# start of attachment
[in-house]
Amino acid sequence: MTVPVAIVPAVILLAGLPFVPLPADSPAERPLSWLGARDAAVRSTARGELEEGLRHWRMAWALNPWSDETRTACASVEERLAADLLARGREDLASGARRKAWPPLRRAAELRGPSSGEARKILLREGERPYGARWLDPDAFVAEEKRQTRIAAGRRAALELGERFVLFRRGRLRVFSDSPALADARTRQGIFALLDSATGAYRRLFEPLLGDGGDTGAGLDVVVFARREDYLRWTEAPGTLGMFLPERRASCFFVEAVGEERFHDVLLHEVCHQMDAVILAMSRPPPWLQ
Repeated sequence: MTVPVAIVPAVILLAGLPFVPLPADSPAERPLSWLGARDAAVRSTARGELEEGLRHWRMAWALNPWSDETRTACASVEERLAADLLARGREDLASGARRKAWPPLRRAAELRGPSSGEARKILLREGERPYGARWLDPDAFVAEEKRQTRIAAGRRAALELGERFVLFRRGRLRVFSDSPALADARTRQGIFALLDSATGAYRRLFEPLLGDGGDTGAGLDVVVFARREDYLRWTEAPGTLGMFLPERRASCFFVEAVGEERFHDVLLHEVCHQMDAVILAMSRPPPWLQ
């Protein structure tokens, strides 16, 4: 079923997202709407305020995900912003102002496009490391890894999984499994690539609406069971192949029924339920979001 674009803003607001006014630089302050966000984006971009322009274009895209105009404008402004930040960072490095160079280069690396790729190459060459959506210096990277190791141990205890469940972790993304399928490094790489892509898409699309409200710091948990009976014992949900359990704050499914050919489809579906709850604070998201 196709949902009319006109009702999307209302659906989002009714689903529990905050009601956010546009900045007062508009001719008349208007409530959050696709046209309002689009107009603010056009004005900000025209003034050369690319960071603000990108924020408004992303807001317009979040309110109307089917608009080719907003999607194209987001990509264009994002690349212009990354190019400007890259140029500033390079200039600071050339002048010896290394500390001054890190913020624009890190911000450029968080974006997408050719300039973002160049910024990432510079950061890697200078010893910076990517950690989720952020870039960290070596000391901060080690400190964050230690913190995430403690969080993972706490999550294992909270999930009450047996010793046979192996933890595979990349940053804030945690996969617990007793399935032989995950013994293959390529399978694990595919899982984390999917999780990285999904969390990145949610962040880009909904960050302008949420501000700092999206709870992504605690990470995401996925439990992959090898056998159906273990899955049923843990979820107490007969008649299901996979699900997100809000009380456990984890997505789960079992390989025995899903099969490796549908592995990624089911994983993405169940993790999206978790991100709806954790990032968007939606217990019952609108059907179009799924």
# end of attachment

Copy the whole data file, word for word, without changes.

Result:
[in-house]
Amino acid sequence: MTVPVAIVPAVILLAGLPFVPLPADSPAERPLSWLGARDAAVRSTARGELEEGLRHWRMAWALNPWSDETRTACASVEERLAADLLARGREDLASGARRKAWPPLRRAAELRGPSSGEARKILLREGERPYGARWLDPDAFVAEEKRQTRIAAGRRAALELGERFVLFRRGRLRVFSDSPALADARTRQGIFALLDSATGAYRRLFEPLLGDGGDTGAGLDVVVFARREDYLRWTEAPGTLGMFLPERRASCFFVEAVGEERFHDVLLHEVCHQMDAVILAMSRPPPWLQ
Repeated sequence: MTVPVAIVPAVILLAGLPFVPLPADSPAERPLSWLGARDAAVRSTARGELEEGLRHWRMAWALNPWSDETRTACASVEERLAADLLARGREDLASGARRKAWPPLRRAAELRGPSSGEARKILLREGERPYGARWLDPDAFVAEEKRQTRIAAGRRAALELGERFVLFRRGRLRVFSDSPALADARTRQGIFALLDSATGAYRRLFEPLLGDGGDTGAGLDVVVFARREDYLRWTEAPGTLGMFLPERRASCFFVEAVGEERFHDVLLHEVCHQMDAVILAMSRPPPWLQ
């Protein structure tokens, strides 16, 4: 079923997202709407305020995900912003102002496009490391890894999984499994690539609406069971192949029924339920979001 674009803003607001006014630089302050966000984006971009322009274009895209105009404008402004930040960072490095160079280069690396790729190459060459959506210096990277190791141990205890469940972790993304399928490094790489892509898409699309409200710091948990009976014992949900359990704050499914050919489809579906709850604070998201 196709949902009319006109009702999307209302659906989002009714689903529990905050009601956010546009900045007062508009001719008349208007409530959050696709046209309002689009107009603010056009004005900000025209003034050369690319960071603000990108924020408004992303807001317009979040309110109307089917608009080719907003999607194209987001990509264009994002690349212009990354190019400007890259140029500033390079200039600071050339002048010896290394500390001054890190913020624009890190911000450029968080974006997408050719300039973002160049910024990432510079950061890697200078010893910076990517950690989720952020870039960290070596000391901060080690400190964050230690913190995430403690969080993972706490999550294992909270999930009450047996010793046979192996933890595979990349940053804030945690996969617990007793399935032989995950013994293959390529399978694990595919899982984390999917999780990285999904969390990145949610962040880009909904960050302008949420501000700092999206709870992504605690990470995401996925439990992959090898056998159906273990899955049923843990979820107490007969008649299901996979699900997100809000009380456990984890997505789960079992390989025995899903099969490796549908592995990624089911994983993405169940993790999206978790991100709806954790990032968007939606217990019952609108059907179009799924």